As the world recently marked International Human Rights Day, it should be known that the regime in Iran considers its deplorable human rights dossier as its main weakness.
For years the international community has been forced to believe in the existence of “moderates” and “hardliners” in Iran. Those advocating such a point of view have been calling for support of “moderates” to improve the human rights situation in this country.
This accord with Iran was presented as the beginning of a new era which would lead to respect for human rights in Iran and an end to the mullahs’ meddling in the region. That assumption has been at the heart of Western policy vis-à-vis Iran for decades.
However, a very close look is needed at the record of the last three or so years during the tenure of Iranian President Hassan Rouhani, dubbed as a “moderate.” More have been executed under his watch than during the entire eight years of firebrand Mahmoud Ahmadinejad’s reign. Rouhani has never expressed any criticism regarding these executions and indeed he defends the death sentence as the rule of God.
Religious and ethnic minorities in Iran are suppressed more than ever before, and Iran has increased its participation in supporting Syrian dictator Bashar Assad, especially massacring innocent people of Aleppo and other cities. The world has been watching in horror scenes of women and children victimized to horrendous Iran-backed bombings and shelling.
Therefore, Western policy has actually encouraged the mullahs’ regime to continue their domestic crackdown and carry on atrocious crimes in Syria without any concern of being held accountable.
Just one example is the international community’s complete failure in responding to the mass executions in Iran. In particular, the massacre of over 30,000 political prisoners back in the summer of 1988. Those responsible are still holding key government positions.
The current minister of justice in Rouhani’s cabinet was a member of the infamous “Death Commission” in charge of implementing that dreadful genocide. And he, Mostafa Pour Mohammadi, has actually boasted of being proud of his role in sending thousands of political dissidents to the gallows.
This frankly shames today’s free world in the 21st century. It is totally unacceptable for the West to remain silent and continue business as usual with the mullahs’ regime in Iran.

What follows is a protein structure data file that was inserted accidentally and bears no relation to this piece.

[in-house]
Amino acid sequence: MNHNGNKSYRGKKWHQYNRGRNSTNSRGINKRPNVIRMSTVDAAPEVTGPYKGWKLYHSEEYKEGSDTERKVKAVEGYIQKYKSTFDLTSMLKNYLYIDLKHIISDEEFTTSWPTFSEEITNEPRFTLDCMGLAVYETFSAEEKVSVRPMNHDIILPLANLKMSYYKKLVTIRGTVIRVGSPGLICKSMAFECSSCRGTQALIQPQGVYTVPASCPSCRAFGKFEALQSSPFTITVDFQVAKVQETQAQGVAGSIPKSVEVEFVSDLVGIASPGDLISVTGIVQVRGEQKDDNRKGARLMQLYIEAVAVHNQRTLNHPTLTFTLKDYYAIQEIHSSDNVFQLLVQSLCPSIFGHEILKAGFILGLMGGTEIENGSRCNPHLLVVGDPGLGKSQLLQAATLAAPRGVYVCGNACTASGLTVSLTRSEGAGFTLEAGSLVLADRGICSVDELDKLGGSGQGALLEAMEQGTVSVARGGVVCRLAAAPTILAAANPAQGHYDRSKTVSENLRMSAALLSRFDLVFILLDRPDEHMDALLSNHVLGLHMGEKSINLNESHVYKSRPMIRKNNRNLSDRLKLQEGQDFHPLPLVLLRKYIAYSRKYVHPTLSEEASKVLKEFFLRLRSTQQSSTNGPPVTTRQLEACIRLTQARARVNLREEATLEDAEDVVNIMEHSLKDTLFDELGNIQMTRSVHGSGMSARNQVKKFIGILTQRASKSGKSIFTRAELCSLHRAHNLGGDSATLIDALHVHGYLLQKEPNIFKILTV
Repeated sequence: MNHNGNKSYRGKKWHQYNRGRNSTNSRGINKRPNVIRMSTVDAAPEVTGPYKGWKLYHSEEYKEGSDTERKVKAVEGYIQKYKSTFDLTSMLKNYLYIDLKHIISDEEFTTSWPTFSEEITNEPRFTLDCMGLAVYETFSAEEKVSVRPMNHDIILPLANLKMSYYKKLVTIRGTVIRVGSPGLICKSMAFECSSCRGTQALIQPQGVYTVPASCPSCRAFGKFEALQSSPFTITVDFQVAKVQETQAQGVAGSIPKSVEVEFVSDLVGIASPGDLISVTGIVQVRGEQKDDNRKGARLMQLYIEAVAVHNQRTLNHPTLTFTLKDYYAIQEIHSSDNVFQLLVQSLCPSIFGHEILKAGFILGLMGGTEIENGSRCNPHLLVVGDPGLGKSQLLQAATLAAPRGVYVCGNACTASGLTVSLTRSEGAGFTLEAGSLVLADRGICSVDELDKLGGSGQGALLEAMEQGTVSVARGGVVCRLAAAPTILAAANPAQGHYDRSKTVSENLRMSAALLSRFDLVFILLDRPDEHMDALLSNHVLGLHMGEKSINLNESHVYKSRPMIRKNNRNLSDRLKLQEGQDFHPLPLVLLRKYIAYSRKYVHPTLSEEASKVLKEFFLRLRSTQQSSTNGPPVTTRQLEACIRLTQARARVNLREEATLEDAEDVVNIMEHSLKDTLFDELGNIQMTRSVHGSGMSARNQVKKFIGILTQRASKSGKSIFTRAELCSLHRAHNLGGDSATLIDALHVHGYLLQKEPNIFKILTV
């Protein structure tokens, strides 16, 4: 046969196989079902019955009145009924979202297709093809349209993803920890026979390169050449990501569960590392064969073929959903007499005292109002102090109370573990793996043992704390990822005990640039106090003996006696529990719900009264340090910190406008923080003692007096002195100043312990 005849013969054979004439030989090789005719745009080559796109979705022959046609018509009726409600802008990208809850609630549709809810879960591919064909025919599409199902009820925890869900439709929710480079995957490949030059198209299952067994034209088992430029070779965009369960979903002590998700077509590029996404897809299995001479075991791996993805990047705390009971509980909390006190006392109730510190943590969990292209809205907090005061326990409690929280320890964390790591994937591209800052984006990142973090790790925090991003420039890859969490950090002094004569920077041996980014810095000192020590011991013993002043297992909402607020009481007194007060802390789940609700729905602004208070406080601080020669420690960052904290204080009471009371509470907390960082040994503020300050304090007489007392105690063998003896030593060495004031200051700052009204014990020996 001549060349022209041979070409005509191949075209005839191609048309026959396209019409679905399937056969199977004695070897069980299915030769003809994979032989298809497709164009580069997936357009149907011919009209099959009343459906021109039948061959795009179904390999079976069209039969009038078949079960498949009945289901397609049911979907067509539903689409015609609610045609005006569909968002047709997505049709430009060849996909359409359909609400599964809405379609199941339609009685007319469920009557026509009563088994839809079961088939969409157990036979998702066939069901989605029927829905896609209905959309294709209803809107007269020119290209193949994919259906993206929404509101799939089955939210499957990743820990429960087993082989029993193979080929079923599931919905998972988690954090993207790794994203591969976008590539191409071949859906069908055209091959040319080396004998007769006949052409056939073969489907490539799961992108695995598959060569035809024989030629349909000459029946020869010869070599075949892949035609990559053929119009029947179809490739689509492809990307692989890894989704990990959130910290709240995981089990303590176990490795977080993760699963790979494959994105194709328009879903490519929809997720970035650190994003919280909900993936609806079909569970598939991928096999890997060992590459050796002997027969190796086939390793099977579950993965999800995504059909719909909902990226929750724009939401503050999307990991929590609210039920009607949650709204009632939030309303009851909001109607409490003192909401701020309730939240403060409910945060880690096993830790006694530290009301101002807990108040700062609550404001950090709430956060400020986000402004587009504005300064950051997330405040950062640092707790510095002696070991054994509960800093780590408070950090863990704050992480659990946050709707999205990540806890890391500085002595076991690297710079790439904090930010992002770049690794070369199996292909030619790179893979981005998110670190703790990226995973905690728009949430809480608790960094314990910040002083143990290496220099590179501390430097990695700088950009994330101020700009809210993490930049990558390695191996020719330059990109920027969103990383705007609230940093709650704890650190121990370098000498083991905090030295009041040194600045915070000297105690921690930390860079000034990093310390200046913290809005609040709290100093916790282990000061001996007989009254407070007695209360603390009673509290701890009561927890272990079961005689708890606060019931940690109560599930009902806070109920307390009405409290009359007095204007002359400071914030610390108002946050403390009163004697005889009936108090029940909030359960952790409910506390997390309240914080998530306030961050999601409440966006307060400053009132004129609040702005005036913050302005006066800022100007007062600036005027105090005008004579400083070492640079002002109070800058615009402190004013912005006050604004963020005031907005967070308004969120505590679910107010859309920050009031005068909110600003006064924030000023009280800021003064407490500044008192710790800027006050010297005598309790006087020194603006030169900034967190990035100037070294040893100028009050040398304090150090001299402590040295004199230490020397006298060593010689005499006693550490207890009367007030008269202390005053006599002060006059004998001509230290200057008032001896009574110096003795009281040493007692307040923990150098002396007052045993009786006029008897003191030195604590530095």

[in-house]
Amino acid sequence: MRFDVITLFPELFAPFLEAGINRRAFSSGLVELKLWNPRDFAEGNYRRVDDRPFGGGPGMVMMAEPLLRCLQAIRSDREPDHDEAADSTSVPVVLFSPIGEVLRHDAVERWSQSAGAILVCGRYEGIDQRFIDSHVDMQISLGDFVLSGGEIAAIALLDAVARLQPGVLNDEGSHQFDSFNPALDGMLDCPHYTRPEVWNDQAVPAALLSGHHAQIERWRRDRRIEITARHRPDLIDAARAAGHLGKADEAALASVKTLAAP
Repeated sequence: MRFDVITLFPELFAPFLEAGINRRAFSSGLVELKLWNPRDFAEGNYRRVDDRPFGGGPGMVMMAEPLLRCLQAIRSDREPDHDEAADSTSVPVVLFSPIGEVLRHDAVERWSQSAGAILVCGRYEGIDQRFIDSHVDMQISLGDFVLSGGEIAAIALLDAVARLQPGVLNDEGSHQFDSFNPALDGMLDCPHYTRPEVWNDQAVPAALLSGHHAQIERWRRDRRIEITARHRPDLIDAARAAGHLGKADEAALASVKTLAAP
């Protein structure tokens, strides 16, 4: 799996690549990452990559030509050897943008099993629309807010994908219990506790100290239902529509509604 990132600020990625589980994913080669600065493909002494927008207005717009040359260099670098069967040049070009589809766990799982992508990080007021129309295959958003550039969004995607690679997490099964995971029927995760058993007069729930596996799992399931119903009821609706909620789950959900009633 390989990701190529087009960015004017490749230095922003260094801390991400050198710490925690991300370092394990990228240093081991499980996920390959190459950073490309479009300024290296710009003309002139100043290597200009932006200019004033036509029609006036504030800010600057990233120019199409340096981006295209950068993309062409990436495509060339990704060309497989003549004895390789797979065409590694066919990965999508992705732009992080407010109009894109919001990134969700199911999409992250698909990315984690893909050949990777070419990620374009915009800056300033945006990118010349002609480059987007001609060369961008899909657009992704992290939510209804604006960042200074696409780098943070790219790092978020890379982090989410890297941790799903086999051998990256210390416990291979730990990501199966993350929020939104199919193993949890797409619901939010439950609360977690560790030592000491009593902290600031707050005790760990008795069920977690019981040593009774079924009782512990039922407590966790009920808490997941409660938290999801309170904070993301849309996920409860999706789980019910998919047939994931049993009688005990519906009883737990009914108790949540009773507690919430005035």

Iran’s past and present atrocities, inside the country and outside its borders, need to be condemned as crimes against humanity. The West must place firm conditions on future relations with Iran and take serious actions against this regime. One good start was the adoption of the Iran Sanctions Act by the U.S. Congress, sending a strong message to Tehran that the tides are changing.
The West must also demand a stoppage of the execution of minors, justice for women and respect for human rights in general. The people of Iran expect it from the West to stand up for them. U.S. President Barack Obama failed to do so back in 2009 and the Iranian people have paid the price heavily ever since.
The West has unfortunately sided with the brutal dictator in Tehran, and this must come to an end by standing shoulder to shoulder with the Iranian people and not ignoring their suffering.
Iran should not be viewed in a similar perspective as the Soviet Union, as there is no Yeltsin-type dove in Tehran. Unlike the Soviet Union, the regime in Iran has been misrepresenting and taking advantage of a very powerful religion to pursue its devious policies.
An anti-fundamentalist movement believing in a democratic and tolerant version of Islam, delivering a secular perspective of this religion that has been wrongly attributed to various extremist groups, is needed to respond to the current crisis. This will provide free futures for all nations across the Middle East.
The first step in this regard is referring Iran’s human rights violations dossier to the United Nations Security Council for review. This would deliver a blow to Iran the mullahs’ will fail to recover from.